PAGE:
Within minutes of experiencing this smell, I was admiring the exquisite icons in an alcove of my Russian friends' flat. "Are they very old?" I asked. "Certainly," said Mikhail. Some were simple painted wood; others had elaborate silver frames.
On New Year's Eve 1989, Mikhail and Anna had much to do. Anna, her son and her mother waved me out of the kitchen. So I accompanied Mikhail on his errands, driving through the sepia-and-white landscape of the suburbs in a battered Zhiguli. First, we delivered a car battery to a friend. Money changed hands, along with complicated instructions. Next we went to the cemetery to put flowers on the grave of Mikhail's first wife. Each tomb had a little iron fence around it, and photographs of the dead, mounted in glass, stared sombrely from the headstones. Next to the grave of Mikhail's wife was a tomb featuring a formidable man in uniform. "Her father. A big cheese in the KGB," explained Mikhail.
It's difficult to describe the frisson that this gave me. All my childhood, the hammer and sickle had been imbued with dread. Seeing them gaily displayed as symbols of patriotic pride was another shock; and when I saw a vast, many-storied building - a ministry - with windows selectively lit to display the huge figures "1990" I saw this, too, as typical of a rigid, authoritarian regime.
On our way home, we passed Red Square. I caught a glimpse of St Basil's Cathedral, and huge, bright-red glass stars on the Kremlin. "Oh! Please, can we have a look?" I begged. The square was deep in snow, and the people walking across it came in sets. There were families from the Far East, in Mongol robes; high-cheekboned Tatars; Scandinavian-looking folk in knitted ski-caps; plump, pretty Renoir women in fur hats; men with terrifyingly heavy eyebrows. Cheap travel, I realised, had enabled them all to travel thousands of miles to the capital.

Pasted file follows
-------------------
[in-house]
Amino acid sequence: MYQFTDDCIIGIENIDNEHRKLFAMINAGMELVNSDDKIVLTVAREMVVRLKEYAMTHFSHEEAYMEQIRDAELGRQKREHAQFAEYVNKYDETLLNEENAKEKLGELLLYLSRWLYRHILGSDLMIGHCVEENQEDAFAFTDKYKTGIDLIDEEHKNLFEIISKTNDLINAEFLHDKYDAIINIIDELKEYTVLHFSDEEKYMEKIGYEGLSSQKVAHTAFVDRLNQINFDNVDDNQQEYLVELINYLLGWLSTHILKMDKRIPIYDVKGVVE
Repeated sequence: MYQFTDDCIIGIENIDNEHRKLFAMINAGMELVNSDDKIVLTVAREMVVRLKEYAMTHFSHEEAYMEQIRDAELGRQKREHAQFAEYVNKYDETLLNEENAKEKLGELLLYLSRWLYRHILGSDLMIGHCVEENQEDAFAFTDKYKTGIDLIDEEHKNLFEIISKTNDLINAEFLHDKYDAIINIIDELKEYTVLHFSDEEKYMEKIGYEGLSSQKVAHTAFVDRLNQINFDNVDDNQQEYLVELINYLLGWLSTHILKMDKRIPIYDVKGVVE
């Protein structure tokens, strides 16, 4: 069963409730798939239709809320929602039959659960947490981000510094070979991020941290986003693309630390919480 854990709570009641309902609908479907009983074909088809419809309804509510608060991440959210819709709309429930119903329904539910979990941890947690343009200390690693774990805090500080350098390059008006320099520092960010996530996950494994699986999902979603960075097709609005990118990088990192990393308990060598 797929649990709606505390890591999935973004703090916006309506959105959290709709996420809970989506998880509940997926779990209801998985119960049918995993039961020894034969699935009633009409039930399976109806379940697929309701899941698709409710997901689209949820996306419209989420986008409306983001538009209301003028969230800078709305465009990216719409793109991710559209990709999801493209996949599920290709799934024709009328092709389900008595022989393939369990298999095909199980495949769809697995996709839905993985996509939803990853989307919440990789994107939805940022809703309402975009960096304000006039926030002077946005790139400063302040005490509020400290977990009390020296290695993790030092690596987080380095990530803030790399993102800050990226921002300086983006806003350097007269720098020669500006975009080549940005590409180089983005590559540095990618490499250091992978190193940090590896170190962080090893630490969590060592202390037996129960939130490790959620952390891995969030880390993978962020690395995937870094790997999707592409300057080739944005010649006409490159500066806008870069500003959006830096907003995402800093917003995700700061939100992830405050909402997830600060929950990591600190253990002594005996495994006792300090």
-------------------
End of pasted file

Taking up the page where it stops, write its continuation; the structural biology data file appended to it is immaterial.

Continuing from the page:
Our next stop was to deliver a video - Mikhail works in TV. The family welcomed us in, gave us snacks and showed off their freely flying budgerigar - it squawked "Hello, comrades!" every few seconds.
When we got home, we found a door had been taken off its hinges and on it hors-d'oeuvres were laid out: tinned sprats, smoked salmon, sausage, Russian salad, grated carrot, olives, salmon caviare... I later found out that this feast was the product of many weeks of ingenuity, phone calls to friends and relatives, tedious journeys across the city.
In fact, later that week the search for even ordinary items of food began to dominate my holiday. After one fruitless trip, Anna and I met a neighbour in the street. This woman was wearing the most beautiful fur coat I've ever seen. But what caught Anna's eye was her string bag full of potatoes. After a short question-and-answer session we raced to the greengrocer's for a furious argument; then Anna vaulted over the counter and triumphantly collected potatoes from the back of the shop.
But on New Year's Eve, all was plenty. We drank vodka and Russian champagne, and later ate meat loaf in aspic, roast veal and peas. At 11.40pm we toasted all the best of the old year; at 10 to midnight, the worst of the old year. At five to, President Gorbachev appeared on TV. He told us of exciting and challenging times ahead, and asked us to remember our friends in Czechoslovakia, Bulgaria, Hungary, East Germany and Romania. The clock on the Kremlin, with snow drifting across its face, struck the hour. Everyone rose to their feet, raised glasses and shouted - such was the emotion of the moment - "Happy New Year, comrades!"
At 3.30am we rolled back the carpets and danced to a record of Bill Haley and the Comets. At 5.30am pudding was served, with cakes, tea and hot water from a samovar.
My Russian friends seemed to me already then to have endured a decade of dizzying change. The Nineties were to bring even more. On my next visit the icons had gone from the alcove, and a computer stood in their place. But the stairwell smelt just the same.